Two types of diabetes drugs similarly effective in reducing heart and kidney disease
Two newer types of medications commonly used to treat type 2 diabetes are similar in their ability to reduce major heart complications, including heart attack, stroke and death from cardiovascular disease, according to research accepted for presentation at ENDO 2020, the Endocrine Society's annual meeting, and publication in a special supplemental section of the Journal of the Endocrine Society.
One class of drugs, known as SGLT2 inhibitors, has a clear benefit over the other class, known as GLP-1 drugs, in reducing hospitalization for heart failure, the study found. "This helps doctors more easily choose a medicine to best treat diabetes," said lead study author Ali Al-Khazaali, M.D., of Saint Louis University in St. Louis, Mo.
SGLT2 inhibitors are prescription oral medications used to treat type 2 diabetes. They include canagliflozin (Invokana), dapagliflozin (Farxiga) and empagliflozin (Jardiance). The study compared these drugs with injected diabetes drugs known as GLP-1 receptor agonists. These include albiglutide (Tanzeum), dulaglutide (Trulicity), exenatide (Byetta), liraglutide (Victoza) and semaglutide (Ozempic).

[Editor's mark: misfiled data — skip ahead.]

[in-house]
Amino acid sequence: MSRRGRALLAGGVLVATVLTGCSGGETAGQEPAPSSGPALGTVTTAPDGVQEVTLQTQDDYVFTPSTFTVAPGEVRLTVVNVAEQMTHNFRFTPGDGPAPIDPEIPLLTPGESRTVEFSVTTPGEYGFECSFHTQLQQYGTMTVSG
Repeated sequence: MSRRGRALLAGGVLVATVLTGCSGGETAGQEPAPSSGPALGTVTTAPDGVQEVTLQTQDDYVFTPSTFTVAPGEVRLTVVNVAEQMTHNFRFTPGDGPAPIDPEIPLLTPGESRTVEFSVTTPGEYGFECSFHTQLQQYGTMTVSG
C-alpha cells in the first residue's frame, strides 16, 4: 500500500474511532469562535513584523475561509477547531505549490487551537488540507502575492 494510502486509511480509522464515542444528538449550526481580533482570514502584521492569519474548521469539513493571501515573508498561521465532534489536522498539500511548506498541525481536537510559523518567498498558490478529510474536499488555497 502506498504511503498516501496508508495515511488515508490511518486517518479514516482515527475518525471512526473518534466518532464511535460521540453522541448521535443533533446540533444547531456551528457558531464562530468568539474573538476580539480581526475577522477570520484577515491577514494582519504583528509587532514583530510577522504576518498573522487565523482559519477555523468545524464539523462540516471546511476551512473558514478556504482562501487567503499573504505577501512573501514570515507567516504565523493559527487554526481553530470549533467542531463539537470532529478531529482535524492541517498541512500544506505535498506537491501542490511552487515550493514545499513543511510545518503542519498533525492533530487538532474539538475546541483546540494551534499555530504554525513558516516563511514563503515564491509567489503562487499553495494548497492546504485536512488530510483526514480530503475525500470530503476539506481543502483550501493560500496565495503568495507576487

In prior studies, it was found that these two classes of drugs showed heart and kidney benefits besides controlling the blood sugar.
The researchers analyzed data from six previous trials of GLP-1 (including a total of 51,762 subjects) and four trials of SLGT2 inhibitors (including 33,457 subjects). Both drug classes were equally effective in reducing combined major adverse cardiac events such as heart attack, stroke and death from cardiovascular disease, compared to people with diabetes who were not taking the drugs.
The rate of hospitalization for heart failure was 32% less in patients taking SLT2 inhibitors compared to patients not taking the drugs, especially in those with more severe cardiovascular disease risk. In contrast, people taking GLP-1 drugs did not have a reduced rate of hospitalization for heart failure compared with people who had diabetes but were not taking the drugs. Both classes of drugs demonstrated kidney benefit; neither class was superior.
The most common serious side effects for SGLT2 inhibitors included yeast infections in women and diabetic ketoacidosis, a rare life-threatening problem that can affect people with diabetes. The major serious side effect for GLP-1 drugs was stomach upset.
"Doctors need to balance this side effect against the possible weight-loss benefits of this medicine," Al-Khazaali said.
Provided by The Endocrine Society